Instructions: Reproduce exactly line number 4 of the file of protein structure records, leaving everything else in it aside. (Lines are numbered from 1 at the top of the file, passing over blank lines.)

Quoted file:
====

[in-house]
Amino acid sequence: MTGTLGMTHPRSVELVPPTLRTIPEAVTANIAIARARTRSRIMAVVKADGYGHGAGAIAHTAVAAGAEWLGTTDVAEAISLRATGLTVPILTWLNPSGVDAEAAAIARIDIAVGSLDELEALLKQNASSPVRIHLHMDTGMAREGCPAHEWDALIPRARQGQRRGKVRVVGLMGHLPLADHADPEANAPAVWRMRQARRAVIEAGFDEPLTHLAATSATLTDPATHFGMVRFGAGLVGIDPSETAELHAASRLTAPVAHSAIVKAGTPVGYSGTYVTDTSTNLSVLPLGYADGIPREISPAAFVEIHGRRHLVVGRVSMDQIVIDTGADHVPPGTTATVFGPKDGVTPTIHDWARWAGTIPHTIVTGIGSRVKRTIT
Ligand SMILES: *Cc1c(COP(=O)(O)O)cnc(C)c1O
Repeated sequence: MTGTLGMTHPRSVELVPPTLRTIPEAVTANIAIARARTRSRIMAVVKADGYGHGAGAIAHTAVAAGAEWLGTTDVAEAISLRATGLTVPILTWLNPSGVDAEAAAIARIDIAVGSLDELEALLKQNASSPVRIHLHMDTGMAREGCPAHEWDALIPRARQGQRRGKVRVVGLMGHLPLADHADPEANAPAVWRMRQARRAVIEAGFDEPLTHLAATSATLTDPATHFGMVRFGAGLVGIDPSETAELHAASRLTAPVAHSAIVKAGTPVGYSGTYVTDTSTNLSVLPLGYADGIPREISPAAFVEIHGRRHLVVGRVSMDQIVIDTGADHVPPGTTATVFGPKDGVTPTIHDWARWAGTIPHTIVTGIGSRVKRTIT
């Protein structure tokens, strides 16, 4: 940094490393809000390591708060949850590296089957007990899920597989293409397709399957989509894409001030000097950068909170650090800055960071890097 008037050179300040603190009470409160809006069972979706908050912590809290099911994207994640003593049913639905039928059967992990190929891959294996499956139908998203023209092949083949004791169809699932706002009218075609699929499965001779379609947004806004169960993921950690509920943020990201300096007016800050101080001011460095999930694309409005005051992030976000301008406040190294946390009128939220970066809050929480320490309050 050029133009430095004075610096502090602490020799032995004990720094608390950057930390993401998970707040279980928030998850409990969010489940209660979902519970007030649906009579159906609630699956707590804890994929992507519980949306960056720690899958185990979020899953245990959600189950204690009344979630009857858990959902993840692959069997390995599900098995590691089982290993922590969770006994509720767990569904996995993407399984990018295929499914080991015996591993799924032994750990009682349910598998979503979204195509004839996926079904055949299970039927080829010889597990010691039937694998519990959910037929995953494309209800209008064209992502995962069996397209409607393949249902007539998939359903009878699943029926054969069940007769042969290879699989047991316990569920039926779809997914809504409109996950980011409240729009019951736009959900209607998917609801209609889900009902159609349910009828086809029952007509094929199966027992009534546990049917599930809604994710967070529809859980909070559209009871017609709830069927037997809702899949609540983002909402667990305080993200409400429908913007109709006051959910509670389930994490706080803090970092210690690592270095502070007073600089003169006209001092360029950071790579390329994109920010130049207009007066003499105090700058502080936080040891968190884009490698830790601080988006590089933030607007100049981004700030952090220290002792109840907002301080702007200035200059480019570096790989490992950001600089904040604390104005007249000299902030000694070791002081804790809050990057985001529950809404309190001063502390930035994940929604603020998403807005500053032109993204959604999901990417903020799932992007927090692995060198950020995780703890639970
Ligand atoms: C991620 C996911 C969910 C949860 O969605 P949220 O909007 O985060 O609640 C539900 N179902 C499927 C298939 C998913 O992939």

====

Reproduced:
Repeated sequence: MTGTLGMTHPRSVELVPPTLRTIPEAVTANIAIARARTRSRIMAVVKADGYGHGAGAIAHTAVAAGAEWLGTTDVAEAISLRATGLTVPILTWLNPSGVDAEAAAIARIDIAVGSLDELEALLKQNASSPVRIHLHMDTGMAREGCPAHEWDALIPRARQGQRRGKVRVVGLMGHLPLADHADPEANAPAVWRMRQARRAVIEAGFDEPLTHLAATSATLTDPATHFGMVRFGAGLVGIDPSETAELHAASRLTAPVAHSAIVKAGTPVGYSGTYVTDTSTNLSVLPLGYADGIPREISPAAFVEIHGRRHLVVGRVSMDQIVIDTGADHVPPGTTATVFGPKDGVTPTIHDWARWAGTIPHTIVTGIGSRVKRTIT